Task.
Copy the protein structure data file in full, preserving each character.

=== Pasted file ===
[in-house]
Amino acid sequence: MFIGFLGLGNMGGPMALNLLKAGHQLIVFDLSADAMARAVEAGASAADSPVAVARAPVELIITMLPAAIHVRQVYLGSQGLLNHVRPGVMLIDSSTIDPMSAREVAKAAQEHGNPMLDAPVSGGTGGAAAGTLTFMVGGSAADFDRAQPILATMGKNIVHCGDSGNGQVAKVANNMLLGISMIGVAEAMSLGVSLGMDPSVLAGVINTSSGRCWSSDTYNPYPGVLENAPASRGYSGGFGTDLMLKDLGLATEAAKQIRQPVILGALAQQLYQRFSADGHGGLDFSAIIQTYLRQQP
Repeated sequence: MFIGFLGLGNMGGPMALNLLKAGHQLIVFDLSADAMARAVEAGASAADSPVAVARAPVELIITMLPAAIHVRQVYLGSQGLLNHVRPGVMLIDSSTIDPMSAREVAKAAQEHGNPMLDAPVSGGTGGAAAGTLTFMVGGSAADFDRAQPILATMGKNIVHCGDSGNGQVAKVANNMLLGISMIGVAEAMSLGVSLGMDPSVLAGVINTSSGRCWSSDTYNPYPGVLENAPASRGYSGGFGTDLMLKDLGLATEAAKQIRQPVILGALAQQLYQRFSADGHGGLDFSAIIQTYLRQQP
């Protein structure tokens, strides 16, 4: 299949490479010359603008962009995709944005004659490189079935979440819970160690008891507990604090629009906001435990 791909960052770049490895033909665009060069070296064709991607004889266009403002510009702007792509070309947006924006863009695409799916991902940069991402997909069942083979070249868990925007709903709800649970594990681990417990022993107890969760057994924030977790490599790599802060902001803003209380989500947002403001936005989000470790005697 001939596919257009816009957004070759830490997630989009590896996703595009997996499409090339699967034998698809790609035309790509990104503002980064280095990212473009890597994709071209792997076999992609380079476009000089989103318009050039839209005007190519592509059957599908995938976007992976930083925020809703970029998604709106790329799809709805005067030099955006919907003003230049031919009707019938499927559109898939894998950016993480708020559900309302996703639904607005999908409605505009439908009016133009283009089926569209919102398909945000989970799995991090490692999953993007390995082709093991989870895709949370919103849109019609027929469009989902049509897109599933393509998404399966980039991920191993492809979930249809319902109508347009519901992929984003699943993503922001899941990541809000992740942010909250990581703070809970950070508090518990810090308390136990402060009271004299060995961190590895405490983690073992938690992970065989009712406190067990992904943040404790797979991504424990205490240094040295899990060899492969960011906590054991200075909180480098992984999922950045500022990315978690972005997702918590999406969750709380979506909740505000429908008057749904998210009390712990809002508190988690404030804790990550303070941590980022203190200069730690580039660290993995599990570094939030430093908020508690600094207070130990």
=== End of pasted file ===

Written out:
[in-house]
Amino acid sequence: MFIGFLGLGNMGGPMALNLLKAGHQLIVFDLSADAMARAVEAGASAADSPVAVARAPVELIITMLPAAIHVRQVYLGSQGLLNHVRPGVMLIDSSTIDPMSAREVAKAAQEHGNPMLDAPVSGGTGGAAAGTLTFMVGGSAADFDRAQPILATMGKNIVHCGDSGNGQVAKVANNMLLGISMIGVAEAMSLGVSLGMDPSVLAGVINTSSGRCWSSDTYNPYPGVLENAPASRGYSGGFGTDLMLKDLGLATEAAKQIRQPVILGALAQQLYQRFSADGHGGLDFSAIIQTYLRQQP
Repeated sequence: MFIGFLGLGNMGGPMALNLLKAGHQLIVFDLSADAMARAVEAGASAADSPVAVARAPVELIITMLPAAIHVRQVYLGSQGLLNHVRPGVMLIDSSTIDPMSAREVAKAAQEHGNPMLDAPVSGGTGGAAAGTLTFMVGGSAADFDRAQPILATMGKNIVHCGDSGNGQVAKVANNMLLGISMIGVAEAMSLGVSLGMDPSVLAGVINTSSGRCWSSDTYNPYPGVLENAPASRGYSGGFGTDLMLKDLGLATEAAKQIRQPVILGALAQQLYQRFSADGHGGLDFSAIIQTYLRQQP
């Protein structure tokens, strides 16, 4: 299949490479010359603008962009995709944005004659490189079935979440819970160690008891507990604090629009906001435990 791909960052770049490895033909665009060069070296064709991607004889266009403002510009702007792509070309947006924006863009695409799916991902940069991402997909069942083979070249868990925007709903709800649970594990681990417990022993107890969760057994924030977790490599790599802060902001803003209380989500947002403001936005989000470790005697 001939596919257009816009957004070759830490997630989009590896996703595009997996499409090339699967034998698809790609035309790509990104503002980064280095990212473009890597994709071209792997076999992609380079476009000089989103318009050039839209005007190519592509059957599908995938976007992976930083925020809703970029998604709106790329799809709805005067030099955006919907003003230049031919009707019938499927559109898939894998950016993480708020559900309302996703639904607005999908409605505009439908009016133009283009089926569209919102398909945000989970799995991090490692999953993007390995082709093991989870895709949370919103849109019609027929469009989902049509897109599933393509998404399966980039991920191993492809979930249809319902109508347009519901992929984003699943993503922001899941990541809000992740942010909250990581703070809970950070508090518990810090308390136990402060009271004299060995961190590895405490983690073992938690992970065989009712406190067990992904943040404790797979991504424990205490240094040295899990060899492969960011906590054991200075909180480098992984999922950045500022990315978690972005997702918590999406969750709380979506909740505000429908008057749904998210009390712990809002508190988690404030804790990550303070941590980022203190200069730690580039660290993995599990570094939030430093908020508690600094207070130990």